The coronavirus can be spread within minutes at a party where people are not socially distanced or wearing masks, said Dr. Cole Beeler, medical director of infection prevention at IU Health University Hospital. He said parties are one of the main risk factors for spreading COVID-19 on campus when reviewing positive cases throughout all IU campuses.
“I know that partying kind of comes with being in college, but right now, it's just a very different time,” Beeler said. “One party could easily ruin that situation for everyone else.”
Beeler said when college-aged people contract COVID-19, they generally have a minimal upper respiratory tract infection and do not progress to more severe symptoms. However, he said it is not impossible for someone this age to reach that state, and there is a possibility they could transmit the virus to someone at higher risk.
“Even though you might not be around people who are compromised and potentially at risk for having severe disease, you might spread it on to people who are,” Beeler said.
The coronavirus takes two to 14 days to develop symptoms, but a person is infectious 48 hours before showing any symptoms, Beeler said. He said 15 minutes within a 6-foot radius of someone who is COVID-19 positive could spread the virus.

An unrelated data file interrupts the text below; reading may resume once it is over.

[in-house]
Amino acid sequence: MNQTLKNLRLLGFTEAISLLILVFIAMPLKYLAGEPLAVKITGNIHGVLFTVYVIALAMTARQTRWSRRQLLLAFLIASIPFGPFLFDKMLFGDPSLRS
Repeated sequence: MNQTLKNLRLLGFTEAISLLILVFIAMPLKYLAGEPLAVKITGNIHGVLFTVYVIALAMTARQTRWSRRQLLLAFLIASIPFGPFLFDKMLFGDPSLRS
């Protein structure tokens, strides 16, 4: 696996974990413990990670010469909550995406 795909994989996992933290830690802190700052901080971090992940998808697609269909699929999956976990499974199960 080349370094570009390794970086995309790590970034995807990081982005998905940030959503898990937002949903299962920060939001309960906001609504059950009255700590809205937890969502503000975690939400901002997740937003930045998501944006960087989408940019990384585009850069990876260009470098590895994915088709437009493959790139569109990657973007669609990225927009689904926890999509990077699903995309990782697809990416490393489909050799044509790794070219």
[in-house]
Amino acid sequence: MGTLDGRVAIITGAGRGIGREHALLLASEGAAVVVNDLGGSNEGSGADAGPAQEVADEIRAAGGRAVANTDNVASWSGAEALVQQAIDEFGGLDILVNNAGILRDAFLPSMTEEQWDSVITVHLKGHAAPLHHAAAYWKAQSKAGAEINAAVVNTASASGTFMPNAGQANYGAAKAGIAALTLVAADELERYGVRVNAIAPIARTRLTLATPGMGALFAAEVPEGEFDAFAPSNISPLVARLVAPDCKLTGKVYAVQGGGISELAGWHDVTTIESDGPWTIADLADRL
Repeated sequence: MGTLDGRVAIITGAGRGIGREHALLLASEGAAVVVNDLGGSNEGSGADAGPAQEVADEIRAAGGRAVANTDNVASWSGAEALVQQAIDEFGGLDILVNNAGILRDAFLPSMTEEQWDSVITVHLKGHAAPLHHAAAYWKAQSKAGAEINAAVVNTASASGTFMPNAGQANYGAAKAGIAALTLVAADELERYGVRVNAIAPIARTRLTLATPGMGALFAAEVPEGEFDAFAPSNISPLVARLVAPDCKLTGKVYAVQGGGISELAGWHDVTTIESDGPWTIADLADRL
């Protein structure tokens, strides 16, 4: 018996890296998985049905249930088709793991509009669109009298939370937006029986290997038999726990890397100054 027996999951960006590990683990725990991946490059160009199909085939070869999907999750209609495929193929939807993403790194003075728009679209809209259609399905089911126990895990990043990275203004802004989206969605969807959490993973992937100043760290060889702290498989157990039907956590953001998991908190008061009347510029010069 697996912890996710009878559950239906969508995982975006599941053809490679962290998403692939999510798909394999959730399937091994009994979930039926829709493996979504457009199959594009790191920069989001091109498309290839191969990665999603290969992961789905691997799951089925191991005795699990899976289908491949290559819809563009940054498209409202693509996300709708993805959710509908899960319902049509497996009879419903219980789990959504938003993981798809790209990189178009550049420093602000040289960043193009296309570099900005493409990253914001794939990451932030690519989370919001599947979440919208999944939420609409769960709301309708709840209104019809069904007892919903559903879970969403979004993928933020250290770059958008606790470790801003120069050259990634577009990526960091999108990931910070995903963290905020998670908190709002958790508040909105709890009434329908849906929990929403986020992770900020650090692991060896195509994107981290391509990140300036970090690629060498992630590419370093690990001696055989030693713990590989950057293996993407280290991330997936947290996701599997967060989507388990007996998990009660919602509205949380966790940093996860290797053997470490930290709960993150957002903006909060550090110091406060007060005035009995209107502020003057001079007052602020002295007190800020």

“An infection can actually develop before you even know that you're sick,” Beeler said. “Which is really scary because that means that even though you feel fine, you might be spreading around to other people.”
What do I do if I see a large gathering?
IU has set up an online form to report COVID-19 violations. Riester said every tip received by IU is being investigated, but providing details makes the process much easier since many tips do not provide information such as an address or names.
She said if you see a large gathering it is best to first call police to break it up. Riester said police reports are helpful when the university investigates tips because the reports provide more information.
“The better information we have, the easier it is to investigate,” Riester said. “A lot of the tips haven't had super great information to allow us to be able to have enough information to determine if they are violating policy or not.”
The Bloomington Police Department will not respond to a gathering violation on its own, but officers will show up if there’s an additional infraction such a noise complaint or underage drinking, Riester said. IUPD will respond for the gathering alone and both departments can report infractions to the dean of students.
Since the large gathering nearly two weeks ago, Riester said students seem to have done a better job at complying to COVID-19 protocols. Both the Office of the Provost and the President sent emails to students last week in response to social gatherings that asked students to comply with COVID-19 regulations and said partying could force the university to close campus.
Riester said she recommends students find a small circle of people to socialize with. Along with social distancing and masks, she said it is better to do activities outside rather than inside.